Congress was off, and in these days of mounting uneasiness over calls for more technology regulation, the representative from Silicon Valley might have had good reason to stick around his district, soothing nerves.
But Ro Khanna had other plans.
He was not on the West Coast, but deep in the mountains of West Virginia, holed up in a remote college laboratory where an unlikely experiment in social change and economic transition was underway. The Stanford scholar-turned-lawmaker looked surprisingly at home in the far-off burg on the doorstep of coal country.
Joking to a roomful of mostly white faces, Khanna (D-Fremont), the son of immigrants, noted that the area's scarcity of decent Indian takeout might be its biggest obstacle to attracting technology firms.
Khanna that day was confronting a much bigger challenge for Silicon Valley than his irritated fellow lawmakers clustered in Washington. A wide swath of Americans have been left out of the innovation economy and are growing increasingly resentful of it. So Khanna is trying to spread the opportunity by urgently searching out ways to get tech invested in the so-called flyover states and vice versa.
The future of the Democratic Party could hinge on whether he and a handful of other Silicon Valley and Washington types, with limited exposure to distressed Rust Belt and coal communities, can persuade those places that they are well positioned to compete in the new economy, and help seed investment crucial to their success.
The visit to West Virginia University Tech, where a campus churning out coders and engineers was eager for Khanna's help luring potential tech employers to the state, was not billed as a political event. But politics hung heavy in the air.
"If the political dynamic were different, perhaps this visit would not be happening," local entrepreneur Patrick Farrell told the congressman, talking of the drubbing Democrats took in the presidential election in regions like this one. "But we need you to tell our story. If you are going to carry a message back, it should be that when [tech] companies have opportunities to bring prosperity back, they should consider us. We can do it. We have shown we can do it. It would go a long way in lessening the resentment."
Khanna, a quiet maverick among Democrats, is an unconventional ambassador for his party. He rejects both the platforms of the party establishment and the politics of the Berniecrats. His trillion-dollar blueprint for reviving distressed regions defies ideology, melding ideas that resemble Clintonomics with others that excite tech-funded think tanks, with still others that might be defined as a 21st-century New Deal.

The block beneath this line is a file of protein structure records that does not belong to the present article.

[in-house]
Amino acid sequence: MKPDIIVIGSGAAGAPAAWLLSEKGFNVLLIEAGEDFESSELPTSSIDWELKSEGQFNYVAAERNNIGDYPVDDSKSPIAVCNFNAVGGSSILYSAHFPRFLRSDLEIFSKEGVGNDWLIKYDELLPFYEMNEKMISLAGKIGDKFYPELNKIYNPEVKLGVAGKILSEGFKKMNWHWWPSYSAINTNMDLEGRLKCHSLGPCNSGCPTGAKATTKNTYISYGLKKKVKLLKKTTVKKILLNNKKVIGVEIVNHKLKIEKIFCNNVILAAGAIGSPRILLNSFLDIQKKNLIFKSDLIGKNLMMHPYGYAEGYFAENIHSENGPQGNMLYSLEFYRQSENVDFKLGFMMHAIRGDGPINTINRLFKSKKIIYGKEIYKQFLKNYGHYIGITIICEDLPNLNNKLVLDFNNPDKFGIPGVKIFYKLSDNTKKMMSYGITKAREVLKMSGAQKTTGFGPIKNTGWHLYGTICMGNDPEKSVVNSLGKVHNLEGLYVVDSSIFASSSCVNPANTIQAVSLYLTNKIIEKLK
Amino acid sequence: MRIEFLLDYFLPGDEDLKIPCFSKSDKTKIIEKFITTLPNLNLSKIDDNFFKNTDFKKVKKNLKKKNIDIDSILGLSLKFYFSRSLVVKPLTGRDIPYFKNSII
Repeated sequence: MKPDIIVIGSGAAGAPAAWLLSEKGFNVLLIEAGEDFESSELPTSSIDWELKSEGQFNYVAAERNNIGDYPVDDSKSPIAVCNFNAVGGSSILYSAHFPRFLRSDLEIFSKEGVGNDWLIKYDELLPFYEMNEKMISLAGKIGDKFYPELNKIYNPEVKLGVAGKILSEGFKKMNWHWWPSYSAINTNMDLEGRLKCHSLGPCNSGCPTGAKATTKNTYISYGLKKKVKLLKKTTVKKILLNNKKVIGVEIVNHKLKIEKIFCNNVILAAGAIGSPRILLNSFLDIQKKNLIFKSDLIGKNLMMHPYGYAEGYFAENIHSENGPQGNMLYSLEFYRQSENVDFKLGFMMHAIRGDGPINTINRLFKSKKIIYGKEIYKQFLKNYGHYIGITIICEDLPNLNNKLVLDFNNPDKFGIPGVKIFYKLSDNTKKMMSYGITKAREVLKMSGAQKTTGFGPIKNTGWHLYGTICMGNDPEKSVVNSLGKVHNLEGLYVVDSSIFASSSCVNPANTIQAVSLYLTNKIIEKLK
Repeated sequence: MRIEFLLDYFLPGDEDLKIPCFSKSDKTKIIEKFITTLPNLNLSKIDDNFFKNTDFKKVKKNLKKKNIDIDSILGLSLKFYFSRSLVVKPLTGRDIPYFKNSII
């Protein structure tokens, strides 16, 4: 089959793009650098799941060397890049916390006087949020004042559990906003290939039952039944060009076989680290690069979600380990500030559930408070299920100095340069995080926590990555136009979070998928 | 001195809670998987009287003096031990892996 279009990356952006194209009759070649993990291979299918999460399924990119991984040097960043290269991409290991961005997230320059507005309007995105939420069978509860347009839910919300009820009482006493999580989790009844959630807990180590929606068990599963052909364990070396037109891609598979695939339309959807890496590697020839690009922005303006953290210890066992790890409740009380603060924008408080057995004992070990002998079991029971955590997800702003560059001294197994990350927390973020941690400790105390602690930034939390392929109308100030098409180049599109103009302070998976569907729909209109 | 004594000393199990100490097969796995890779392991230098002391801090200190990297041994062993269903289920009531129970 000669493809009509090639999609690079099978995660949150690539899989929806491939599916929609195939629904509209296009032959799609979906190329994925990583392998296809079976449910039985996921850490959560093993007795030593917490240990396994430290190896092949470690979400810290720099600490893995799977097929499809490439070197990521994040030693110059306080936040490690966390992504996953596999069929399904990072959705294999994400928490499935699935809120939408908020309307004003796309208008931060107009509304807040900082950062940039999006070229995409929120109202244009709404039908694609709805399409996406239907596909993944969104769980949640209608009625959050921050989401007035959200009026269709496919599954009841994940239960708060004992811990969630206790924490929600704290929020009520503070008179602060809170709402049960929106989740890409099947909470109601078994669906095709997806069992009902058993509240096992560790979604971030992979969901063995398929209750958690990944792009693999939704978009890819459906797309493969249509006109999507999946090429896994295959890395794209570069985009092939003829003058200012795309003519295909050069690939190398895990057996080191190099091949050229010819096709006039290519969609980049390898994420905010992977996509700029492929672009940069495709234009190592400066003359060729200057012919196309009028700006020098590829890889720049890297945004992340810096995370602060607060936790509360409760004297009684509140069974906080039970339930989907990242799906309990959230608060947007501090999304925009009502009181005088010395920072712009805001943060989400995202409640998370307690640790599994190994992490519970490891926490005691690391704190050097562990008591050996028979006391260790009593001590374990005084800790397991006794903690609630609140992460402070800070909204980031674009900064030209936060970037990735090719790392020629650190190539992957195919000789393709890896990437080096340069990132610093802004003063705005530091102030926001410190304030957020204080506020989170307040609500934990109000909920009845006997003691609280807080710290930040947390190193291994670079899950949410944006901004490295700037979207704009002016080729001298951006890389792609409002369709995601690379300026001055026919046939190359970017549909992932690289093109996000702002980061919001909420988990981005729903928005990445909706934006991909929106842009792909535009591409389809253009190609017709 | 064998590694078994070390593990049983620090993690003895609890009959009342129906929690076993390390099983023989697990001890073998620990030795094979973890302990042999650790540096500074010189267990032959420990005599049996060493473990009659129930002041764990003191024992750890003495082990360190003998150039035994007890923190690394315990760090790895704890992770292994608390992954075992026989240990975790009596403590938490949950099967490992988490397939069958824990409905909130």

He has no reservations about prodding the tech CEOs who propelled his unlikely rise in politics, calling for an "internet bill of rights" packed with transparency and consumer protection provisions that make the firms bristle. He crossed Sen. Dianne Feinstein (D-Calif.) by publicly announcing he would like to see her knocked out of office by any more forward-thinking Democrat. The "Antitrust Caucus" that Khanna helped launch seeks to refocus regulators on the damage threatened to wages, local economies and even small mom-and-pop businesses in big corporate mergers.
"When I got to Washington, people said, 'Don't talk about tech and innovation outside the district,'" Khanna said during his visit to Beckley, W.Va. "I said, 'You are not getting America. People in this country love innovation.' ... But they want to know how they can have the opportunities, how it can liberate their economic possibilities and give them hope." He launched into a story about John F. Kennedy's visit to West Virginia, when coal miners excitedly chanted, "Go to the moon!"
Khanna's visits to Trump country have invited some predictable eye-rolling. Silicon Valley's promises to connect with Middle America — made most urgently amid the Valley's shock following Trump's election — have not always been followed through on. Executives returned from their post-election bus tours and barbecues in flyover land and went back in their bubbles. There have been spurts of investment, but not game-changing investment: certainly not the kind of investment that has voters in Trump country reconsidering their enthusiasm for the president's far-fetched plans to reopen enough coal mines and steel mills to bring economies roaring back.
"There is plenty tech companies can do, but I don't think they are doing much of it," said Larry Downes, a Berkeley-based innovation scholar with the Georgetown Center for Business and Public Policy. "After the election, they got in private planes and flew to places like Oklahoma for a day for a listening tour. It was a lot of hyperbole."